“Information, Trade, and Common Knowledge,” P. Milgrom & N. Stokey (1982)

(An aside: While sitting in a lecture today – Al Roth was giving a talk on his organ donation chains – I was working through a result from Myerson’s famous optimal auction paper, and rather stumped on a technical point, I was rudely surprised to see Myerson himself sit down behind me. This inspired me to look back through a few of the famous early 80s papers on mechanisms and information transfer so as to avoid any embarrassment should one of these guys catch me fumbling through their proofs!)

This Milgrom/Stokey paper is the source of the famous “no-trade theorem”. Before Aumann and his followers showed just how strong the assumption of common knowledge is – and therefore how strong the informational requirements of a rational expectations model with public prices are – there was an assumption that traders could profit on their inside information if they were “small” relative to a market. This turns out to be false. Assume that beliefs are concordant; that is, if we agreed on the state of the world, we would agree on what outcome will occur. If traders are (even slightly) risk averse and we are at an equilibrium with known prices, then none of us will trade (we will infer that everyone knows there must be a “sucker” who is willing to accept the bet, since all trades for insurance reasons have already occurred by the assumption that we are in equilibrium). If there are markets before and after private information is revealed, then there exists a fully revealing ex-post equilibrium; that is, we all learn everyone’s private signal by Aumann’s common knowledge result applied to the change in prices, and therefore update our belief about the true state identically, leading to a new price vector that reveals all the private information. Indeed, with some technical assumptions, any ex-post equilibrium, even one that is not fully revealing, will have prices that incorporate all of the private information available to the agent; he could forget his private signal and will nonetheless be willing to trade in exactly the same way.

The no-trade theorem is a bit worrying, since we do in fact see people trying to trade on private information all the time, even in markets (like a stock market) where the prices are surely common knowledge. A great amount of work has tried to escape this conclusion – a particularly successful argument involves a small subset of ignorant traders (“noise traders”) whose existence suffices to break common knowledge of rationality and allow for trade to resume even among the non-noise traders.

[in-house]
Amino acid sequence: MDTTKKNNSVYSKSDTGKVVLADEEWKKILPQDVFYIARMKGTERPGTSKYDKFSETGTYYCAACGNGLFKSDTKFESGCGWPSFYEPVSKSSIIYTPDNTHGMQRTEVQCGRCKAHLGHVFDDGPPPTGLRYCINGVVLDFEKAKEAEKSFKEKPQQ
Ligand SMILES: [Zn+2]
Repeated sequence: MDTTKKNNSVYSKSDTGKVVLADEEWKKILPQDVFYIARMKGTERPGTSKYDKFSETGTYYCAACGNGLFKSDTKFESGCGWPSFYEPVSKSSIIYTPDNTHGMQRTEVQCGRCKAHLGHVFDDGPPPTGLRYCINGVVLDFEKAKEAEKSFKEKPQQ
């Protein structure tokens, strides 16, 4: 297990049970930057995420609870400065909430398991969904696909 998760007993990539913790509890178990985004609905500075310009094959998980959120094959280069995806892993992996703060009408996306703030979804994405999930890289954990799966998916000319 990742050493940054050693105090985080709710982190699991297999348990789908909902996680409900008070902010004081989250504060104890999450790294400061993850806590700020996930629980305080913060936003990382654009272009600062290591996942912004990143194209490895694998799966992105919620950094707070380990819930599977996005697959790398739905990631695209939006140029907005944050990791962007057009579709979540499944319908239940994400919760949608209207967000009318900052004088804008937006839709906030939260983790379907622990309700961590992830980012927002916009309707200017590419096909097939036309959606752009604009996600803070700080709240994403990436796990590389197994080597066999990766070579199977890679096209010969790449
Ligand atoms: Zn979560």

http://www.stanford.edu/~milgrom/publishedarticles/Information%20Trade%20and%20Common%20Knowledge.pdf

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2 thoughts on ““Information, Trade, and Common Knowledge,” P. Milgrom & N. Stokey (1982)

  1. Jason says:

    Kevin. It sounds like the M&S’s no-trade equilibrium is founded upon a very restrictive set of assumptions. The market is so efficient/rational/transparent with nearly no disagreement about what it will turn out to be like in the next period (or just generally the near future) that it can make a trader with private information a sucker, which is why it is regarded unrealistic as well. Having read this, I’m starting to wonder if there is a paper out there on the effect of uncertainty (or discrepancy in opinion) on the trading behavior of informed and uninformed investors?

  2. afinetheorem says:

    Not too restrictive – the point is simply that with common priors and an object with common value, there can be no discrepancy in opinion. That is, from the choice on whether to accept the trade, both you and I can infer what private information the other person must have. This result holds even under uncertainty, as both of us may only have signals about the value of the good.

    From Aumann, basically, we know discrepancy of opinion must rely on differences in the prior of each agent, which is difficult to philosophically interpret. But of course, Milgrom-Stokey has thousands of citations, and many papers have tried to do exactly that.

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